The SaaS Startup Studio

One area I’ve been fascinated with is how to systematically start successful startups. I’ve talked to hundreds of successful entrepreneurs and thousands of unsuccessful entrepreneurs in search of patterns, best practices, and any insights into what does and doesn’t work. Even after talking to thousands of people, writing thousands of blogs posts, and reading hundreds of books, I can’t tell what will and won’t work.

What I have seen is characteristics that increase the chance of entrepreneurial success.

Founders full of grit, resourcefulness, and a past full-time entrepreneurial failure are more likely to succeed. The team matters.

Markets that are undergoing change and transformation are more likely to have great opportunities. The disruptive stream matters.

Must-have products that are clearly differentiated and not a nice-to-have are more likely to win. A not-a-meme product matters.

Over the last several years I’ve worked with a number of excellent entrepreneurs to start companies such as PardotRigor, SalesLoft, and Terminus. Some thrive, most fail. Personally, I’ve started many more that have failed than succeeded. Thankfully, the power of SaaS plus bigger markets makes winners cover many losses.

Now, our amazing team is working on a startup studio to systematically start and grow successful startups. We’ll combine past learning with new learnings to start several companies per year and help accelerate the next wave of startups.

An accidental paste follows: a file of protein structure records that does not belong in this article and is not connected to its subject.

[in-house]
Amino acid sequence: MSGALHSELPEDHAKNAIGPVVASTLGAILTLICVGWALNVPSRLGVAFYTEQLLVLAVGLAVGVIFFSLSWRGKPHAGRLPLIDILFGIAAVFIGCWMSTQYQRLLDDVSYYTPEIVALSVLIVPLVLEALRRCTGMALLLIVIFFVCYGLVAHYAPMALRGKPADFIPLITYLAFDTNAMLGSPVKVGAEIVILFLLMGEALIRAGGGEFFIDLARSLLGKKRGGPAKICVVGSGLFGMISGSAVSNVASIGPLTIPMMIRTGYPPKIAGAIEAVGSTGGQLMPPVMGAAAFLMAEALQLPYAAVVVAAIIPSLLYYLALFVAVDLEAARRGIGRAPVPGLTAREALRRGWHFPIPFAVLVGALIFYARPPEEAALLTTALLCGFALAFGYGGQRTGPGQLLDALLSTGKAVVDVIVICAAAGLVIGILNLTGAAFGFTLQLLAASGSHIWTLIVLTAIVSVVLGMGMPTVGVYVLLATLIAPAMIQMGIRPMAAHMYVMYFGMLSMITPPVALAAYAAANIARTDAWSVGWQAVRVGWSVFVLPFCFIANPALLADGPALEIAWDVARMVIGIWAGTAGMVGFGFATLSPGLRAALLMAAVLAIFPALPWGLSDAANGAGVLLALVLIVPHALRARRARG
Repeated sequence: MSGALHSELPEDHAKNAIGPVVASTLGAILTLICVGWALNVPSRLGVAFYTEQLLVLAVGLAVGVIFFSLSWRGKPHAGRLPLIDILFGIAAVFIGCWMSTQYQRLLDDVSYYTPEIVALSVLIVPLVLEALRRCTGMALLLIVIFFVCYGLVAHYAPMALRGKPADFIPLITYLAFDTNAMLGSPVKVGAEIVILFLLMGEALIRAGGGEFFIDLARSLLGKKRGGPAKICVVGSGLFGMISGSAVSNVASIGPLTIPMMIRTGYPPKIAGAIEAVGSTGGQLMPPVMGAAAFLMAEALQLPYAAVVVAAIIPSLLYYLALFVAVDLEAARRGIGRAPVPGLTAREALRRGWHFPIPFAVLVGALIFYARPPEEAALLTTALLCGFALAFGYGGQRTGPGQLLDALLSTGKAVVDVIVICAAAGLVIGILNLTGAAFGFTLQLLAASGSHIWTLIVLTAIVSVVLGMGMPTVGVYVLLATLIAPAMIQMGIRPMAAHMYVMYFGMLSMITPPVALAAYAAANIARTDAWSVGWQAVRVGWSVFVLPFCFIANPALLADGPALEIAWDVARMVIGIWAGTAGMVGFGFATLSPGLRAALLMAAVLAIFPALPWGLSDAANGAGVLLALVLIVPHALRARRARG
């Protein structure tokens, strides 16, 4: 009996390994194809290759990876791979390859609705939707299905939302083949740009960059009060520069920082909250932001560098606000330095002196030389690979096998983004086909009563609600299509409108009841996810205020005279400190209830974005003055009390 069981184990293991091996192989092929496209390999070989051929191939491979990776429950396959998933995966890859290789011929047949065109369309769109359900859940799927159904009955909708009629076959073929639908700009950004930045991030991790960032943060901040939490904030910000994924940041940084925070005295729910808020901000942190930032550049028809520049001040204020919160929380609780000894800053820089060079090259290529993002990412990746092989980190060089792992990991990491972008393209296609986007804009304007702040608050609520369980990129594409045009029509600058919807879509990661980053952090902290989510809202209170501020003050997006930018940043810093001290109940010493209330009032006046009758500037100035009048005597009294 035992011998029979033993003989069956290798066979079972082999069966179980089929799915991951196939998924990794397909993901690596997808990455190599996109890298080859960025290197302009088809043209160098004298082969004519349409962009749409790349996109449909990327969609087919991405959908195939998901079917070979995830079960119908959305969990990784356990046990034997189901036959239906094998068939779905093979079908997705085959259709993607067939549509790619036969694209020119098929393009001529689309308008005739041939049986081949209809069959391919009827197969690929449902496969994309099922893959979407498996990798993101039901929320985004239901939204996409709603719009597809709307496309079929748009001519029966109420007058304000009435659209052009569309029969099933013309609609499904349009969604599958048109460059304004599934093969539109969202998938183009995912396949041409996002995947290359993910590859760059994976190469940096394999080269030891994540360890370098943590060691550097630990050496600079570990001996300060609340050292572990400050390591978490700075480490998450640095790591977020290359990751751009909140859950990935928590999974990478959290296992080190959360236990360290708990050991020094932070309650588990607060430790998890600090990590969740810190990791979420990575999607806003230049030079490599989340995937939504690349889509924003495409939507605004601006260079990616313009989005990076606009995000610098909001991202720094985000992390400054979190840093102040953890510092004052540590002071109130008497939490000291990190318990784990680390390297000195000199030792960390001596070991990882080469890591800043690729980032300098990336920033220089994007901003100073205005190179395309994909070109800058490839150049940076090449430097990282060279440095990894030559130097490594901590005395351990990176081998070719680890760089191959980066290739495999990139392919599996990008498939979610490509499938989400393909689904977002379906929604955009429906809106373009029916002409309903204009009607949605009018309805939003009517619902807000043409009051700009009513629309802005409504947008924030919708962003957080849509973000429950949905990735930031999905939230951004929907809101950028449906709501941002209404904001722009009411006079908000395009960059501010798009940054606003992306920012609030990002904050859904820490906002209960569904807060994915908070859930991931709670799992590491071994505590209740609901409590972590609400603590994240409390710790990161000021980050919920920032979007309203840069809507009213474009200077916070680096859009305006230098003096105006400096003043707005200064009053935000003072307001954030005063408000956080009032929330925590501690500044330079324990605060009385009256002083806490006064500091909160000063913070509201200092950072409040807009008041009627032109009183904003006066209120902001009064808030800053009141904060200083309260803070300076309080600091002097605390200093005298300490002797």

Know anyone looking to become a SaaS entrepreneur? We’re hiring entrepreneurs-in-residence (EIRs) to evaluate and build new startups. Please let me know here or on LinkedIn.

When SaaS Valuations Weren’t So Rosy

With Thomasz Tunguz’s recent post The 5 Forces Driving Startup Valuations Today it reminded me that SaaS valuations weren’t always so rosy. Today, the median forward multiple for public SaaS companies is 8.5x (meaning, these companies are valued at 8.5x expected revenues).

10 years ago we were out actively raising money for Pardot after hitting $1M in annual recurring revenue. We met with 29 different venture firms in Atlanta, D.C., Boston, and Silicon Valley. After being turned down several times with the message that the total addressable market for marketing automation was too small (hah!), we had three interested parties that floated valuations and wanted to talk potential term sheets.

By the time of these advanced conversations, we had $1M in trailing twelve months recognized revenue, $1.3M annual run rate, and 300% growth rate. Here were the verbal offers:

  • $500,000 investment at a $2M pre-money valuation
  • $1M investment at a $2.5M pre-money valuation
  • $5M investment at a $7M pre-money valuation

After doing some spreadsheet math it became clear that we were better off not raising money and continuing to go it alone. We decided not to raise money and kindly discontinued conversations with the VCs. If the valuations back then were what they are today, the spreadsheet math would have likely turned out differently.